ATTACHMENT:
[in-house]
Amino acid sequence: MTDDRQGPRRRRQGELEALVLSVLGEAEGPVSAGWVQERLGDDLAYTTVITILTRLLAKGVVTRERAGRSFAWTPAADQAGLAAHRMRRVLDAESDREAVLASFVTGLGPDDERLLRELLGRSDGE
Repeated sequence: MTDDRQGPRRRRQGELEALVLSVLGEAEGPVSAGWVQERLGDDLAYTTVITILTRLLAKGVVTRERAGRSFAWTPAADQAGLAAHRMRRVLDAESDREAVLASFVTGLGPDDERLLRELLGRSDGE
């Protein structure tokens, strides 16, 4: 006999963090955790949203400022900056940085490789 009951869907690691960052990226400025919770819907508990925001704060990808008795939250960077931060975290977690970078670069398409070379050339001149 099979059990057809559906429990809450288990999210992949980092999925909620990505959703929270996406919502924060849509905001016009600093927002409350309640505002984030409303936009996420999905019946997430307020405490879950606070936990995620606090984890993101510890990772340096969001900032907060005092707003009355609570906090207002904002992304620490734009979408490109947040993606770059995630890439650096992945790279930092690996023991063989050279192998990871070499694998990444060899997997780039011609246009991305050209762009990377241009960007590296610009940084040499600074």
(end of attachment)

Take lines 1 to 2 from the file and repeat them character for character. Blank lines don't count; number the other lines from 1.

[in-house]
Amino acid sequence: MTDDRQGPRRRRQGELEALVLSVLGEAEGPVSAGWVQERLGDDLAYTTVITILTRLLAKGVVTRERAGRSFAWTPAADQAGLAAHRMRRVLDAESDREAVLASFVTGLGPDDERLLRELLGRSDGE